GHA ready to process test results in Gibraltar
Up to 260 patient samples can now be tested for Covid-19 every 24 hours in Gibraltar, the Deputy Chief Minister Dr Joseph Garcia confirmed on Thursday, in a move that will deliver a faster turn around of results.
The GHA had until now been sending samples to laboratories in the UK and Spain, often leading to delays in turnaround of results.
But having received all the necessary equipment and chemicals, tests can now be turned around within 24 hours here.
“This is very good news,” Dr Garcia said adding: “It has take some time to get there and there were a number of difficult hurdles to overcome, not least a shortage in supplies and equipment.”
But initial in-depth testing now complete and patient samples will be analysed here.
“Gibraltar will welcome that this is now underway,” he said adding: “We are very thankful to all those who have made it happen.”
So far the GHA has taken 1,511 tests representing some 4.7% of the population.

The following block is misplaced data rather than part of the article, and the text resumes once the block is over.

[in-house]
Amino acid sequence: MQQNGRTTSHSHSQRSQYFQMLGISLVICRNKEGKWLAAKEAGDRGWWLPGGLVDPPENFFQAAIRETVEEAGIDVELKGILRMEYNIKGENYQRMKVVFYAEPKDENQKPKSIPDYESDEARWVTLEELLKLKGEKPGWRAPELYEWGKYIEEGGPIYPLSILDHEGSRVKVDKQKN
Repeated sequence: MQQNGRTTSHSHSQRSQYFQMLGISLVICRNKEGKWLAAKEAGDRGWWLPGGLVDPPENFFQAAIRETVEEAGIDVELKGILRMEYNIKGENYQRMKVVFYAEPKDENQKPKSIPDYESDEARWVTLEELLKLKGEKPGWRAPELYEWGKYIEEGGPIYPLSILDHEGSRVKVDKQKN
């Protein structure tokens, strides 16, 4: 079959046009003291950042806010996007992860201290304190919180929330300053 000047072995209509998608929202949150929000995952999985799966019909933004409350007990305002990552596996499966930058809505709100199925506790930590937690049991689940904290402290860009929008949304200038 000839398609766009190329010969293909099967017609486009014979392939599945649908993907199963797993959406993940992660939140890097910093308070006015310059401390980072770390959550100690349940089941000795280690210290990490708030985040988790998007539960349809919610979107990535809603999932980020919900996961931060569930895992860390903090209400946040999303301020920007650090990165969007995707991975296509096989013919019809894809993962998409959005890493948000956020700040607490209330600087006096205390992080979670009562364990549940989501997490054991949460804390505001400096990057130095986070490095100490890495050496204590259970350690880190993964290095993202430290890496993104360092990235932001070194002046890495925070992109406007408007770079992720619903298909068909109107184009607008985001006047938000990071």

In terms of tests per capita, Gibraltar is ranked fourth in the world behind only the Faroe Islands, Iceland and the United Arab Emirates, Dr Garcia said.
“In the UK, for example, our sample would be the equivalent of 3.1 million tests,”he said.
"About 230,000 have been tested there so far. So we are doing well here compared to what happens elsewhere,” he added.
The number of confirmed cases of the virus increased by three to 123 on Thursday, of which 60 have fully recovered.
Of the 63 active cases the vast majority - 58 - are recovering at home.
“This is a good thing,” Dr Garcia said adding: “It means that the symptoms are less serious. And that they do not require hospitalisation.”
“But if they did, there are 34 beds available in our COVID ward; there are 13 beds in our COVID ICU; 181 beds in total at St Bernard’s; and 190 more at the Europa Point Field Hospital which can be expanded to 300 in total.”
“Indeed, today only 38 beds at St Bernard’s are in use. 143 beds are free. 443 in total if Europa Point is included.”
“This high capacity will allow us to deal with a surge. Let us hope we will never need them,” he said.